Every four years, the Olympic Games seem to have their own controversy — from boycotts, to doping scandals, to crime and political drama. However, the rescheduled spectator-free 2021 Tokyo games may top them all. Originally slated for 2020, the games were postponed for a year due to the pandemic. Despite the delay, the Coronavirus is going strong in Japan and many are concerned about the games turning into a “super spreader” event.
Due to travel restrictions, international fans who’d like to see the games in person are unable to venture to Japan. And with a state-of-emergency declared in the Tokyo region, even local fans cannot attend. So, whether you’re in the Land of the Rising Sun or the “Good Ol’ US of A,” you’ll have to be content to cheer on your team from your armchair.
Even though American fans must remain stateside, there’s no reason not to channel the Japanese vibe with your choice of adult beverages. Sports and beer go hand-in- hand and several varieties of Japanese beer are available in D.C., including: Kirin Ichiban, Asahi, Hitachino rice ale, and the recognizable big silver cans of Sapporo.
Japanese whiskey has also been increasing in popularity and respectability over the last two decades. Once rarely found outside Japanese restaurants, many bars and restaurants are now stocking a broad selection. The Wolfgang Puck-branded Cut Bar and Lounge in Georgetown offers ten varieties.
But the most well-known and celebrated elixir from Japan is sake. Known as “The Drink of the Gods,” sake is the national spirit of Japan and has been consumed for over 4,000 years. Sake is often referred to as rice wine. However, it’s made through a brewing process, similar to the way beer is made.
Many people are first exposed to sake in a sushi bar or Japanese restaurant and never try it elsewhere. The most common sake served is futsu-shu, which is the equivalent of table wine. But like vino, sake comes in a variety of premium categories. These types are distinguished by the degree to which the rice has been polished, factoring in the added percentage of brewer’s alcohol or the absence of such additives. Since the mid-aughts more and more of these sake styles have broken into the U.S. market. Starting in 2007, according to Imbibe magazine, the dollar figure for sales of premium sake in the U.S. has exceeded that of generic futsu-shu.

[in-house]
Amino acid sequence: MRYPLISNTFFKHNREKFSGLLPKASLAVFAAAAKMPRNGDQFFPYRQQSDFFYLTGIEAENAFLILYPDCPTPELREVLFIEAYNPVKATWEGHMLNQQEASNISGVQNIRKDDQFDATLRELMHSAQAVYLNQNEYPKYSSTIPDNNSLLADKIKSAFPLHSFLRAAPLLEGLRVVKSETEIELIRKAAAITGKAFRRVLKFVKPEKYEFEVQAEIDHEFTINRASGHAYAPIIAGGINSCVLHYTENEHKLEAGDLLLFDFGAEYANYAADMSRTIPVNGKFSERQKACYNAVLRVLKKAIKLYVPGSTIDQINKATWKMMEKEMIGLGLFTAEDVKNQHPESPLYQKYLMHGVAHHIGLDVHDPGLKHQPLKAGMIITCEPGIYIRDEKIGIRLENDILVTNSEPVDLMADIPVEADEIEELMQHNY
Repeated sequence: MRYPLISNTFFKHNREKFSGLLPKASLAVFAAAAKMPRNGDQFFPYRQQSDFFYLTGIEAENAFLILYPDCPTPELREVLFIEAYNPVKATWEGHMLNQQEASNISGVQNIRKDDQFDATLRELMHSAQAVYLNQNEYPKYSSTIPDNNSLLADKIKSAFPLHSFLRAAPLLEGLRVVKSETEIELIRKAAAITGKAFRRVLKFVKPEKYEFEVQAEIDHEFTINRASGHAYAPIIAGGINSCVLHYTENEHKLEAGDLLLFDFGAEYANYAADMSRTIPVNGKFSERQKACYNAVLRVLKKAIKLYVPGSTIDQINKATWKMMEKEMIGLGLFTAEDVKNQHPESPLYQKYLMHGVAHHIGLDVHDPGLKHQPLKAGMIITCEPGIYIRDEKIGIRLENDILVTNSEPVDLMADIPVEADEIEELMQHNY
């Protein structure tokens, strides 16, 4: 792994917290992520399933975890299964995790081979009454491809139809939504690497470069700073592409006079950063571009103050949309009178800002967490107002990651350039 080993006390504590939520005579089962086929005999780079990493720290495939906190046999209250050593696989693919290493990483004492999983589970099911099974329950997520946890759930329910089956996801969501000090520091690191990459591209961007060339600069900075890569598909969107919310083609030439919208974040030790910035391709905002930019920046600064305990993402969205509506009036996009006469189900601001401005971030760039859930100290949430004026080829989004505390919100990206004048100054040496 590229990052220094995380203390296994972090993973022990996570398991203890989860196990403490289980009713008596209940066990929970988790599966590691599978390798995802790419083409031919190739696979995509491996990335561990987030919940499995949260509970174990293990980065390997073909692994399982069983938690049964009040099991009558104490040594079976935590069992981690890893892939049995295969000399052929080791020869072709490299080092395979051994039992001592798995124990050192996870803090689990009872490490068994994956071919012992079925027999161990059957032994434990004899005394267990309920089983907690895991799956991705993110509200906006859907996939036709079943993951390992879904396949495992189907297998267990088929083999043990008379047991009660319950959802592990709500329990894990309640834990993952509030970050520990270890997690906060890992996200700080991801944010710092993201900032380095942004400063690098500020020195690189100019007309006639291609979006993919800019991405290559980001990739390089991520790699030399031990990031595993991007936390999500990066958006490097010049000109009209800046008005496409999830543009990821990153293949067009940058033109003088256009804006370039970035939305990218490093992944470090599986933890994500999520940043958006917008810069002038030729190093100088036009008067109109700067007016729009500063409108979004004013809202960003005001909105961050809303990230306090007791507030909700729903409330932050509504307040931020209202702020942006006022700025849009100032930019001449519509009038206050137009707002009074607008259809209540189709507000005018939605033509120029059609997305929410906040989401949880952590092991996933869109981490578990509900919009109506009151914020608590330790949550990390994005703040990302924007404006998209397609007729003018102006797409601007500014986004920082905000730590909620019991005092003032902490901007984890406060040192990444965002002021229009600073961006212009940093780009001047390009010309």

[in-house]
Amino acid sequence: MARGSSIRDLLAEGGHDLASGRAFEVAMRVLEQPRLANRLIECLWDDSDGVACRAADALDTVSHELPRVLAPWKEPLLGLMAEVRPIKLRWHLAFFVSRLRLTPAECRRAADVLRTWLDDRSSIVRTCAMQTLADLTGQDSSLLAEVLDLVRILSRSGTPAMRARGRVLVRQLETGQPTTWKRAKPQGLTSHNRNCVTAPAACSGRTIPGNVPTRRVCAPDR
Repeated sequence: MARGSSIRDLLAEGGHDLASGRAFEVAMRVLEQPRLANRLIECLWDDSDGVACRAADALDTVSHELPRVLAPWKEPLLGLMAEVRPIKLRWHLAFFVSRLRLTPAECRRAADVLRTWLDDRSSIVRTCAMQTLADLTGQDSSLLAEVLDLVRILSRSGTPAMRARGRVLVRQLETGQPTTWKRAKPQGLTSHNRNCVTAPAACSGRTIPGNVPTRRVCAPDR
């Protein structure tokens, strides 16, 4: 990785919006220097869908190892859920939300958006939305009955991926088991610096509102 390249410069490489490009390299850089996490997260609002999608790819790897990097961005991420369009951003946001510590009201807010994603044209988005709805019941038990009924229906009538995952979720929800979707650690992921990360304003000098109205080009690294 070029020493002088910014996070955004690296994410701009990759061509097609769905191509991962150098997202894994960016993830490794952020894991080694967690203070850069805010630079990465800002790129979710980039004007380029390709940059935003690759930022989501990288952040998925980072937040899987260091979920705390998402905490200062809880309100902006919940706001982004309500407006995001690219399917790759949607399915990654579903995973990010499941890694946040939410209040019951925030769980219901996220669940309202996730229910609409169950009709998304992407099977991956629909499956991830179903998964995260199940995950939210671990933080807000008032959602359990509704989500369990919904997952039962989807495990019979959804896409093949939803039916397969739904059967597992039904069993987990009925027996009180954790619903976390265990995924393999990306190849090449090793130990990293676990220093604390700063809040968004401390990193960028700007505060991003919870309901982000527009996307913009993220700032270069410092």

I have a wide appreciation for spirits of all types. Some, like single-malt Scotch and London-style gin were acquired tastes. However, sake is still something I haven’t truly grasped. Many of my friends have echoed that I just need to try the “good stuff.” But even some of the highest quality labels have failed to titillate my tastebuds. I’ve sipped on sake both warm and cold. While I am attracted to its earthy flavor and find it to be a brilliant cocktail component, my love affair with straight-up sake has yet to be ignited.
So, when I’m watching the U.S. athletes compete, I’ll be making my own splash with a sake cocktail. One of my favorite sake-based tipples for summer is a Japanese twist on the typical vodka-based lemon drop. This version swaps out the vodka with sake for the complex and robust twang of sake and adds a touch of Yuzu, an East Asian citrus fruit with a tart and fragrant flavor. The result is a lusty and refreshing mixture perfect for game watching. Whether you decide to toast with “Cheers,” “Kanpai!” or “USA, USA, USA!” sit back, relax and enjoy the games.
SAKE LEMON DROP
- 3 oz sake
- 1 oz lemon juice
- ½ oz simple syrup
- ½ oz yuzu juice*
Combine all the liquid ingredients in a shaker with ice. Shake to mix and strain into a cocktail glass. Garnish with a lemon twist.
*If you’re unable to find yuzu, you can substitute mandarin orange.